Buck Converter Conditionally Stable Phase Response?

Discussion in 'Power Electronics' started by GuruInTraining, Oct 13, 2016.

  1. GuruInTraining

    Thread Starter New Member

    Oct 13, 2016
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    Hello,

    I'm using a monolithic current-controlled buck regulator IC (i.e. LTC3633A) which integrates an OTA error amplifier and expects an external type II compensation network to stabilize the supply. I don't have any feed-forward compensation stuffed. A curious characteristic of the phase response for this chip is that it dips quite close (~16 degrees) to zero for a 5kHz wide shelf well below the unit gain crossover (fc) frequency. The phase margin at fc is good at ~60 degrees, but I'm wondering if the low frequency dip is indicative of borderline conditional stability even though it hasn't dipped all the way to zero. I can't seem to find technical address of this online.

    The gain-phase plot (attached) was obtained at room temperature with a single sample. I've used the Venable method to design the compensation pole/zero and the measured results are as expected. I designed for 60 degree margin and I hypothesize that I can readily lift the 16 degree shelf by increasing to 70 or 80 degrees, which would widen the pole-zero pair, but I'm trying to figure out if I have a stability problem in the first place. At 40kHz, the crossover is not aggressive at all, so I don't think that's the problem. It just seems like the plant phase lag is dominating earlier than expected.

    fs=1MHz, K=3.732, fc=40kHz, fz=10.7kHz, fp=149kHz.

    Any thoughts?

    Thank you in advance,
    GuruInTraining
     
  2. crutschow

    Expert

    Mar 14, 2008
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    The loop may not oscillate due to the 15 degree phase margin but it could give overshoot and ringing in the regulator's response to a step change in load current.
     
  3. GuruInTraining

    Thread Starter New Member

    Oct 13, 2016
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    Thanks crutschow. I am going to supplement the gain-phase analysis with load step characterization as well. Do you think the combination of the two will be necessary and sufficient to ensure stability?
     
  4. crutschow

    Expert

    Mar 14, 2008
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    I would think so.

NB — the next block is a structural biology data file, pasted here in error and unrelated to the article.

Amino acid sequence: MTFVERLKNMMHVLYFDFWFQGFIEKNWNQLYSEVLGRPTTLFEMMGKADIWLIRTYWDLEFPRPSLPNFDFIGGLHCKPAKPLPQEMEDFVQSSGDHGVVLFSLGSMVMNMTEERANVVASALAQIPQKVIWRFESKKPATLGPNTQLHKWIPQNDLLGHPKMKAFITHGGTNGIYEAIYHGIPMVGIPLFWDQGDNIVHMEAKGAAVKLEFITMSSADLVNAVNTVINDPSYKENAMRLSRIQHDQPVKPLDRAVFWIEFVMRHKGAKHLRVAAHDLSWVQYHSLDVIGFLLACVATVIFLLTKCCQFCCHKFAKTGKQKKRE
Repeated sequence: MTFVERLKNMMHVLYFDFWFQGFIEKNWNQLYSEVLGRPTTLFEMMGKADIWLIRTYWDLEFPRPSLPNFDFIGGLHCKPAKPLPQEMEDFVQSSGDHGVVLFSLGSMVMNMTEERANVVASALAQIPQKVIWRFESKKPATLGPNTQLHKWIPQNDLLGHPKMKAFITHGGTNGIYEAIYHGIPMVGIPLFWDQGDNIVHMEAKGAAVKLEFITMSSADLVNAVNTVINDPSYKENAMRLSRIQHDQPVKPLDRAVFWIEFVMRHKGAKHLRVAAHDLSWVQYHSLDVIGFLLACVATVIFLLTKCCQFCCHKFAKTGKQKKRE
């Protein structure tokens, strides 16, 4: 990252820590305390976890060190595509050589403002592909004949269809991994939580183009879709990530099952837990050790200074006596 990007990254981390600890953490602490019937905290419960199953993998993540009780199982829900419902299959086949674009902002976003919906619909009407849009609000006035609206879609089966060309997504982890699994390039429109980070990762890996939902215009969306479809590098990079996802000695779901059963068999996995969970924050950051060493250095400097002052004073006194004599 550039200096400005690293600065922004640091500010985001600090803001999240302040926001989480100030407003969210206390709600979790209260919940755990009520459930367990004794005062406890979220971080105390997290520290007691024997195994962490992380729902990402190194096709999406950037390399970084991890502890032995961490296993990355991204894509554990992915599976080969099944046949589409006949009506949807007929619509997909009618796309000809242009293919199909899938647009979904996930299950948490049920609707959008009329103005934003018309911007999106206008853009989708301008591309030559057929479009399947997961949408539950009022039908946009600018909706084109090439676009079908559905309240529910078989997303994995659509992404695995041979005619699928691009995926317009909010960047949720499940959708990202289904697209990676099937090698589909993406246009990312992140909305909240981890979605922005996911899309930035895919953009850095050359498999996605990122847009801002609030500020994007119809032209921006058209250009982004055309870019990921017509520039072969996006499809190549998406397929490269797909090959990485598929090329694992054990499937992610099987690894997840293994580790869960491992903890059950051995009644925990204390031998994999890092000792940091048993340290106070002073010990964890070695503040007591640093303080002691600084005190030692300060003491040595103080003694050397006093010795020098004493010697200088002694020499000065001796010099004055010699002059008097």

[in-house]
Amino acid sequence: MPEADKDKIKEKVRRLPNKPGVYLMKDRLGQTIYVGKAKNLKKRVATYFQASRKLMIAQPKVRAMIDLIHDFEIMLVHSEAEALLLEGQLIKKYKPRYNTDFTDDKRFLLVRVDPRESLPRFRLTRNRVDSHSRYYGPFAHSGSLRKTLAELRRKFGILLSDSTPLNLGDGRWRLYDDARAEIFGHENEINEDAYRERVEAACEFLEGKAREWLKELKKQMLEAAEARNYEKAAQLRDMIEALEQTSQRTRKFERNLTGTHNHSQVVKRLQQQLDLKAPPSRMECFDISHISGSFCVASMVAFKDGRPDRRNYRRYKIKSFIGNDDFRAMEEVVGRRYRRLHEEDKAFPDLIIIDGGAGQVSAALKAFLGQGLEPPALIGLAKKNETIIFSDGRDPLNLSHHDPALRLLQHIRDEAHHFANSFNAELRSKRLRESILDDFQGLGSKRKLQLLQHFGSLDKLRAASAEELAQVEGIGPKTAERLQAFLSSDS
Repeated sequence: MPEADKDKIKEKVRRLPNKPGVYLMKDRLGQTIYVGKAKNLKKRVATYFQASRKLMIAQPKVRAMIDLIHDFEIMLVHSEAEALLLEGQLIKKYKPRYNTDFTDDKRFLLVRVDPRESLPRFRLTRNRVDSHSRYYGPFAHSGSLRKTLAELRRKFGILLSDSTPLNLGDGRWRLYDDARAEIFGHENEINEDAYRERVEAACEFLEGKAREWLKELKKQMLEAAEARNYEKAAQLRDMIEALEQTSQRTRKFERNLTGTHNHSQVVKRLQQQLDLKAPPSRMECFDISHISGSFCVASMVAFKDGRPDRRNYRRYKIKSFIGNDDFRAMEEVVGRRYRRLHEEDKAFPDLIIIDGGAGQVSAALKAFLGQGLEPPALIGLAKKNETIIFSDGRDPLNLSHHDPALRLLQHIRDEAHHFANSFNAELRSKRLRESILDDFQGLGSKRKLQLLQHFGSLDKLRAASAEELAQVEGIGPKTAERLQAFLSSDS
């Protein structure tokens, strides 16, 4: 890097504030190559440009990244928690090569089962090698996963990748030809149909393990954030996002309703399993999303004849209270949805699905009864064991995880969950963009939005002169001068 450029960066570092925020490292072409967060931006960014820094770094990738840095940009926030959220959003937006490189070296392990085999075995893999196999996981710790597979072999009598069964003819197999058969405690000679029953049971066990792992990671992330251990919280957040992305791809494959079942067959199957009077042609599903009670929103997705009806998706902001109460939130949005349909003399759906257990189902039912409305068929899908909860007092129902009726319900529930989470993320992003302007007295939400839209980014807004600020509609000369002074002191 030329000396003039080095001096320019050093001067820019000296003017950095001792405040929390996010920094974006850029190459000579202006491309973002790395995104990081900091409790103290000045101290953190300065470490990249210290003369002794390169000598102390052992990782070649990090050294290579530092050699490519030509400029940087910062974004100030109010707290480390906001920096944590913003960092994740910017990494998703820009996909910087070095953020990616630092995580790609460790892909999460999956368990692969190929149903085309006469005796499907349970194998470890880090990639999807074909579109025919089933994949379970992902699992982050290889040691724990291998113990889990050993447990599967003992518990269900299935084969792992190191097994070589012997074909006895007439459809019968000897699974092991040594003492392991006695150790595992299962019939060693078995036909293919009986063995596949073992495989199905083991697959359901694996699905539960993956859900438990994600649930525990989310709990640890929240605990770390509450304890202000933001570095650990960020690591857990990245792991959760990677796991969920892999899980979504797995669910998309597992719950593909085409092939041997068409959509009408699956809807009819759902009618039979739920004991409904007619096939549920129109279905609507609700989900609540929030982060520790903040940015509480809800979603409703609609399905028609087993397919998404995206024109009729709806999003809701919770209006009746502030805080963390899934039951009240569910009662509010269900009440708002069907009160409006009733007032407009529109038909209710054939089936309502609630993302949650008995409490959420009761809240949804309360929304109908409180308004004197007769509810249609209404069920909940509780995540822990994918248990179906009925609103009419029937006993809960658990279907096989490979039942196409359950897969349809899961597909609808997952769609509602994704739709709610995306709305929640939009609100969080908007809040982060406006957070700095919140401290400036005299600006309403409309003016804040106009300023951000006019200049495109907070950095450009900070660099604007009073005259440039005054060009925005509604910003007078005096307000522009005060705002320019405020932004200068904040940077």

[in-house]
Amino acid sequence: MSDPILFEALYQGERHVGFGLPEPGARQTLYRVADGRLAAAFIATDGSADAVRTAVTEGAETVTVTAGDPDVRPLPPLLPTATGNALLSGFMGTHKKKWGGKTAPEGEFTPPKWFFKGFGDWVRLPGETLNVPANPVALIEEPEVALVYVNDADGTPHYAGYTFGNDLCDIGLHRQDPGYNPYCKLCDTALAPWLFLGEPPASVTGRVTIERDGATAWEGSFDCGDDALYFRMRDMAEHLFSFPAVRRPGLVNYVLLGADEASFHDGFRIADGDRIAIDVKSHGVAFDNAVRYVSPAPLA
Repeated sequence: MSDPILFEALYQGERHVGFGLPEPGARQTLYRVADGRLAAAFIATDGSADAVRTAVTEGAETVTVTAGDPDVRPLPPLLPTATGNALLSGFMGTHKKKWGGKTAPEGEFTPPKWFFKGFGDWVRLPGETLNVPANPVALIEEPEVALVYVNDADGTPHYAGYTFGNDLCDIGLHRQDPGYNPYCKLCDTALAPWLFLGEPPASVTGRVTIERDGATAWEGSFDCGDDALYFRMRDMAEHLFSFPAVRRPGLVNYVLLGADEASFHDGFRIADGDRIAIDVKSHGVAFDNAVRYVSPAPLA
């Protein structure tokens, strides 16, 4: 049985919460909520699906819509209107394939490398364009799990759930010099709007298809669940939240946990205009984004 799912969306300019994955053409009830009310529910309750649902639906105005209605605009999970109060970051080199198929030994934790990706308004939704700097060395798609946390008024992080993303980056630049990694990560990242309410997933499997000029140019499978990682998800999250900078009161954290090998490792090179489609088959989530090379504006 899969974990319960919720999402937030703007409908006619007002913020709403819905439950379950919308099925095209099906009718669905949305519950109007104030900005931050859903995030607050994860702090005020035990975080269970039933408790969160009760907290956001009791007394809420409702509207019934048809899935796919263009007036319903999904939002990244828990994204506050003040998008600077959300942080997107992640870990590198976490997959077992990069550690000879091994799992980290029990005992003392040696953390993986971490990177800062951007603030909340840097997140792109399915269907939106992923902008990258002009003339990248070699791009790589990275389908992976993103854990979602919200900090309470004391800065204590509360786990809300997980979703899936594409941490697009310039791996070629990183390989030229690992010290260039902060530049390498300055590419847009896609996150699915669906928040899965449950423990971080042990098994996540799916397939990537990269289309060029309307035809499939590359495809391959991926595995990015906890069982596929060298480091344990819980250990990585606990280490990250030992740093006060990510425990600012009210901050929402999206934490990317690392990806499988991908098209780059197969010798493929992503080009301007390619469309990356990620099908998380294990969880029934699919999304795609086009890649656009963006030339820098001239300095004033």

That's the two criteria I used for the buck regulator I designed some years ago.
     
  5. tindel

    Active Member

    Sep 16, 2012
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    Here are my thoughts...

    You're screaming down at 40dB/dec almost through the entire plot. I'd try to move that zero (@ 20kHz) down to 200 Hz... that will increase you open loop bandwidth and pull that 15deg shelf up to 90 degrees - where it should be. At a minimum I'd be putting the zero a decade before the 0dB cross-over (~3kHz).

    I personally think the 15 degrees is a problem. Remember - the definition of instability is to have gain when your phase crosses 180deg - and you're dangerously close to that. I would be doing everything possible to get that to be at least 30 degrees, but preferably 45+.

    If you do decide to build like this - I would put the product through its paces before I let it ship. Step loading the supply at 1.5kHz 50% duty cycle over temp and humidity would be a must.
     
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  6. GuruInTraining

    Thread Starter New Member

    Oct 13, 2016
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    Hi tindel. Thank you for your input!

    A few clarifications. The crossover is presently at about 38kHz not 3kHz and the zero is at 10kHz. I used the Venable method to locate the pole and zero at the geometric mean of the desired fc according to the desired phase margin. So i'm getting the expected phase margin of 60 degrees at fc per that design procedure. Therefore, this seems to imply that perhaps I'm trying to push fc out too far. I've designed fc at 40kHz as a general recommendation from Linear Tech to not push past 50kHz for best noise immunity. I'd prefer to not compromise the response performance by moving it too much to the left.